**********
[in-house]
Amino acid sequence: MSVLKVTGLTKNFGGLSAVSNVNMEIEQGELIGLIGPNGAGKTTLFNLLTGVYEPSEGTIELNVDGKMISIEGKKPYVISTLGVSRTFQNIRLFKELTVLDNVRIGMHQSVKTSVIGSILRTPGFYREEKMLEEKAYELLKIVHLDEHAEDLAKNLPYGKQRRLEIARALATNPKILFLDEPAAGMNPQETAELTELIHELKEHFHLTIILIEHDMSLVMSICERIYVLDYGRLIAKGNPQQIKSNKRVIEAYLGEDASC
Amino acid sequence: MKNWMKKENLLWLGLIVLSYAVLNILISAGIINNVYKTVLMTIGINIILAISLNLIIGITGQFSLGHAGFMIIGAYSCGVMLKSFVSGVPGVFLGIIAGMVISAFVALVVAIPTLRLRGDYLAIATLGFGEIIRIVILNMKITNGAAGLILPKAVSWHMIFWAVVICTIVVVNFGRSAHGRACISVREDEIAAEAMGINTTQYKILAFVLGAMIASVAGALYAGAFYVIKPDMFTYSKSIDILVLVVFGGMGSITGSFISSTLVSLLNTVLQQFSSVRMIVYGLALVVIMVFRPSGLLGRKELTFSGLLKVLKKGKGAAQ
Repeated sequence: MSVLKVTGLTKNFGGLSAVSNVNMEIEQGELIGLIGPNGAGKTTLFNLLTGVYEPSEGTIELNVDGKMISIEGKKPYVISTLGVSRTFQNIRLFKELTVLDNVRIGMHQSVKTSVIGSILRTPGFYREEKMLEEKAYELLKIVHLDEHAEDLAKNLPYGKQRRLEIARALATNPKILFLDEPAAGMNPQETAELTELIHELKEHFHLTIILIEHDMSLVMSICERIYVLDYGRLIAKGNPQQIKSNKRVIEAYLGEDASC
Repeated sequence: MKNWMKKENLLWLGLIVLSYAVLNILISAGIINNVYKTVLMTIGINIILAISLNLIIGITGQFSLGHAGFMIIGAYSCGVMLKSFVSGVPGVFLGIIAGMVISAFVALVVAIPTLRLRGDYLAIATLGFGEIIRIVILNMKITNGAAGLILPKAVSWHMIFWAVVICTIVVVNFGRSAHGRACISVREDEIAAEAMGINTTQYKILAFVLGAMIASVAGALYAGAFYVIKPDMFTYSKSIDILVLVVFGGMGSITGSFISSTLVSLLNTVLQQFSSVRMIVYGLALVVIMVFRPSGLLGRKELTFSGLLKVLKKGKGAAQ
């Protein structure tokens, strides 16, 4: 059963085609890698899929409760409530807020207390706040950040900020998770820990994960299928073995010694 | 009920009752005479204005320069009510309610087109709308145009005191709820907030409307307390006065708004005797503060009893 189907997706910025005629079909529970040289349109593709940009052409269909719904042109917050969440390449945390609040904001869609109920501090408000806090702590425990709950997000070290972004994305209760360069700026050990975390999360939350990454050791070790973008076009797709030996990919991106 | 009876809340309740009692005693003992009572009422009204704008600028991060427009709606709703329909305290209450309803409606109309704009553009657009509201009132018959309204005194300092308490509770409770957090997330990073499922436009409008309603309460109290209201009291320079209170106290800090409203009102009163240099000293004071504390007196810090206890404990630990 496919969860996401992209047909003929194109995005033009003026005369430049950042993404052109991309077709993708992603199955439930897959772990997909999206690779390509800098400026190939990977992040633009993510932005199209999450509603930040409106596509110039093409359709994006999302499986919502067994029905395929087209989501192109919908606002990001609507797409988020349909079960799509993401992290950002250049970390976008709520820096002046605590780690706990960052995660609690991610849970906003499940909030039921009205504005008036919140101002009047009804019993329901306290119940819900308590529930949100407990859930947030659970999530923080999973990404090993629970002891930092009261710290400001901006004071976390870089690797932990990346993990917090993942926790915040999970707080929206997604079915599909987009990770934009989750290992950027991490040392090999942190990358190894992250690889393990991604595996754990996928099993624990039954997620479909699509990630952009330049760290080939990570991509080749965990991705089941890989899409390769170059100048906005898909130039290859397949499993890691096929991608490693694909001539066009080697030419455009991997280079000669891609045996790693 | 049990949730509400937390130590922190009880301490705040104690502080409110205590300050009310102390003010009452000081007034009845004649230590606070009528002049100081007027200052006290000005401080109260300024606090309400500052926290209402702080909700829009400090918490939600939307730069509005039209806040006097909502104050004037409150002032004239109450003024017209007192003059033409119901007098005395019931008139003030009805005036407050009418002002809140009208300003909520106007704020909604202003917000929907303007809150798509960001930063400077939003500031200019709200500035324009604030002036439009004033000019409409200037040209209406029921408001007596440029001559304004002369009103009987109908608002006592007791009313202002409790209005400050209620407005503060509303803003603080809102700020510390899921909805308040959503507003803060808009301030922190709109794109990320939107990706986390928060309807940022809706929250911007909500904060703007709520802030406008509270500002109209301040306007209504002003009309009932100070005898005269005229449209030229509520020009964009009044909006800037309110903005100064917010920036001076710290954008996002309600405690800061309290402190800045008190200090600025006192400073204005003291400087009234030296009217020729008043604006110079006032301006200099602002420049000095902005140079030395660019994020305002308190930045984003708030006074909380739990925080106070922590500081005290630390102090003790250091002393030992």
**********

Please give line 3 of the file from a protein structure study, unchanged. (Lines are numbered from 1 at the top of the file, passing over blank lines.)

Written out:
Amino acid sequence: MKNWMKKENLLWLGLIVLSYAVLNILISAGIINNVYKTVLMTIGINIILAISLNLIIGITGQFSLGHAGFMIIGAYSCGVMLKSFVSGVPGVFLGIIAGMVISAFVALVVAIPTLRLRGDYLAIATLGFGEIIRIVILNMKITNGAAGLILPKAVSWHMIFWAVVICTIVVVNFGRSAHGRACISVREDEIAAEAMGINTTQYKILAFVLGAMIASVAGALYAGAFYVIKPDMFTYSKSIDILVLVVFGGMGSITGSFISSTLVSLLNTVLQQFSSVRMIVYGLALVVIMVFRPSGLLGRKELTFSGLLKVLKKGKGAAQ